Here’s What Elizabeth Holmes’ Life in Prison Could Look Like

Elizabeth Holmes, once the darling of Silicon Valley and a (paper) billionaire, reported to the Federal Prison Camp in Bryan, Texas yesterday to begin serving her 11-year sentence for multiple fraud charges.

Holmes’ false claims about the blood-testing technology sold by her former start-up Theranos stand alongside the most brazen lies ever told in business. (For more on this, check out this fascinating interview with Amanda Seyfried, who transformed into Holmes for Hulu’s reimagining of her story.)

Now behind bars, Holmes will share a 6 am wakeup call, communal bathing facilities, and a job paying just a few cents per hour with 600 other woman inmates — including Jennifer Shah of Bravo’s Real Housewives of Salt Lake City, who’s doing time for her role in a telemarketing fraud scheme.

A plan to give back

According to Camp Bryan’s prison handbook, “All designated inmates are required to develop a financial plan to meet their financial obligations.” Holmes’ reparations come to an eye-watering $452 million. She’s been ordered to repay the high-profile investors she defrauded alongside her former business partner Sunny Balwani as part of her sentence — but she claims she can’t even afford her lawyers’ bills.

Theranos’ benefactors included former Secretary of State Henry Kissinger and the Walton family, who founded Walmart. Former Secretary of Education Betsy DeVos reportedly contributed $100 million, and according to court documents, Holmes must repay Rupert Murdoch $125 million.

The realities of prison pay

Raising such sums will be impossible under the conditions Holmes will experience in prison. Following a six-week course on efficiency in the workplace, all medically-cleared inmates at Camp Bryan are required to maintain a regular job assignment. The rates offered by the Inmate Performance Pay (IPP) system are puny.

Rates of pay operate on a sliding scale, with inmates receiving $0.40 per hour in Grade 1, $0.29 per hour in Grade 2, $0.17 per hour in Grade 3, and $0.12 per hour in Grade 4. Federal Prison Industries (UNICOR) has a separate pay scale, offering potentially slightly higher rates of $1.15 at Grade 1, $0.92 at Grade 2, $0.69 at Grade 3, $0.46 at Grade 4, and $0.23 at Grade 5. But either way, no one’s making millions, no matter how long their sentence.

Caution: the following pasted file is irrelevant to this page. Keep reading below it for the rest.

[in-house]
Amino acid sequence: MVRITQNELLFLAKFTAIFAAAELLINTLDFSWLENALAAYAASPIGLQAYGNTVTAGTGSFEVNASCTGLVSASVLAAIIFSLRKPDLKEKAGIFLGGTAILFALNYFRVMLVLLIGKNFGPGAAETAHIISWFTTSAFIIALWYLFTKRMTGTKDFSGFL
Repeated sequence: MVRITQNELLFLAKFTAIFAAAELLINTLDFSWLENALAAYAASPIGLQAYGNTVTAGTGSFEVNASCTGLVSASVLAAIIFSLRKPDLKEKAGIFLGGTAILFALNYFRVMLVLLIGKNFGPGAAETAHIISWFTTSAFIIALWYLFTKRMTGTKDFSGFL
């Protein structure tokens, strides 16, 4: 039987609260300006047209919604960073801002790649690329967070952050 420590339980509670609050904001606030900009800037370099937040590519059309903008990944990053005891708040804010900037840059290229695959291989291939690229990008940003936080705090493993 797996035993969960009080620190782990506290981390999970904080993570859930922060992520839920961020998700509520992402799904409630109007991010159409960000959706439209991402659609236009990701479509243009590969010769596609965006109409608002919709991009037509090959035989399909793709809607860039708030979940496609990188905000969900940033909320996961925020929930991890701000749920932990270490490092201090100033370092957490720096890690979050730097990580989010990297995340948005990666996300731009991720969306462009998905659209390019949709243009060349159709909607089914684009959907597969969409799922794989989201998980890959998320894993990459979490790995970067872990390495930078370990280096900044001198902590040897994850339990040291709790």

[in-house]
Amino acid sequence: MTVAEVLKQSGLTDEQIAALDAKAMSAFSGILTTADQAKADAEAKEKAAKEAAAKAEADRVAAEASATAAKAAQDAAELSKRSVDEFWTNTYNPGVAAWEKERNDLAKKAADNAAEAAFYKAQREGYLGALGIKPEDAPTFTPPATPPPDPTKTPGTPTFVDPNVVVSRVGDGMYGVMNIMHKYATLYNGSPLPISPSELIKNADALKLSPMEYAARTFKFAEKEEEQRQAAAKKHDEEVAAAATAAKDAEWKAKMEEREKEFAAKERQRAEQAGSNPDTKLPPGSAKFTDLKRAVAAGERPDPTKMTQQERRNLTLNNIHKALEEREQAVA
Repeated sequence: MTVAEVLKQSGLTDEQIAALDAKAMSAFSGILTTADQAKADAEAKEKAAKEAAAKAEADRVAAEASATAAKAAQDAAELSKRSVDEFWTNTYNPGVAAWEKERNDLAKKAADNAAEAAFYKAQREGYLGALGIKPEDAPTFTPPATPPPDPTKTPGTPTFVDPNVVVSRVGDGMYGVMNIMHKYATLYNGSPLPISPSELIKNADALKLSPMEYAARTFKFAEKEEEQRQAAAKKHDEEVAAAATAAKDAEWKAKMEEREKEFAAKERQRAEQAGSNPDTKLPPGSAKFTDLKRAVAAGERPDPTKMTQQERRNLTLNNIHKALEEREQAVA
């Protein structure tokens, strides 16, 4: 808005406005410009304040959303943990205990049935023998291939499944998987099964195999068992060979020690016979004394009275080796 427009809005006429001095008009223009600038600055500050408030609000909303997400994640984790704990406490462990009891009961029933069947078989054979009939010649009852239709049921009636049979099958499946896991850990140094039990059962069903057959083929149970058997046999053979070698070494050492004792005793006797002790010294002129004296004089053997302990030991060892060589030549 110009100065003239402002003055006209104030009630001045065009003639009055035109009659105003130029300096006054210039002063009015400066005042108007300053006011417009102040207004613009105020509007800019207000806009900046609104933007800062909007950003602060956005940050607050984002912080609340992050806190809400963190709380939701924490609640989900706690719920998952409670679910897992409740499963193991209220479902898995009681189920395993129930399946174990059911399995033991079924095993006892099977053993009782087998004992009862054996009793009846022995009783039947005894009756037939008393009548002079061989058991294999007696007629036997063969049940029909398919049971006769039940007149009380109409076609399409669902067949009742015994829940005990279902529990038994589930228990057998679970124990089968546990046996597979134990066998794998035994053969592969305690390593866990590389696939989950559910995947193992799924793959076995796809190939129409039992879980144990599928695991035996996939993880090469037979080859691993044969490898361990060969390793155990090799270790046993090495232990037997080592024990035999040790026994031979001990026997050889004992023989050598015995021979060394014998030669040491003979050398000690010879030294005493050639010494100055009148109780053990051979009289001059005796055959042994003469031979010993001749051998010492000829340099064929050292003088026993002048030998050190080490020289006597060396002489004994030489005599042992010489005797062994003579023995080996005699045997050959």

Say goodbye to privacy

There’s not a lot of scope for personal space at Camp Bryan. Mark MacDougall, a longtime white-collar defense lawyer and former federal prosecutor tells CNN that though the federal prison has minimum security, it’s no walk in the park. “I think people who talk about ‘Camp Fed’ have never actually been inside a federal correctional institution,” he says. “It’s not a place where people would want to spend time if they could be somewhere else.”

Everyone serving time at Camp Bryan must be present for inmate counts five times per day, or face disciplinary action. Sleeping in past the 6 am wake-up call also results in a punishment — but given the dormitory arrangements, sleeping too much seems unlikely.

Inmates typically share dorm rooms consisting of four-bunk cubicles, with communal bathing facilities. According to the handbook, each inmate is responsible for making her bed “in accordance with posted regulations before work call (including weekends and holidays when she leaves the area).” Each inmate must also sweep and mop her room floor, remove trash, and ensure it is “clean and sanitary.” Lockers must be “neatly arranged inside and out, and all shelving must be neat and clean.”

Added to that, the “Shakedowns” section of the handbook reminds inmates that “staff may search an inmate’s housing and work area, and personal items contained within those areas, without notice, randomly, and without the inmate’s presence.”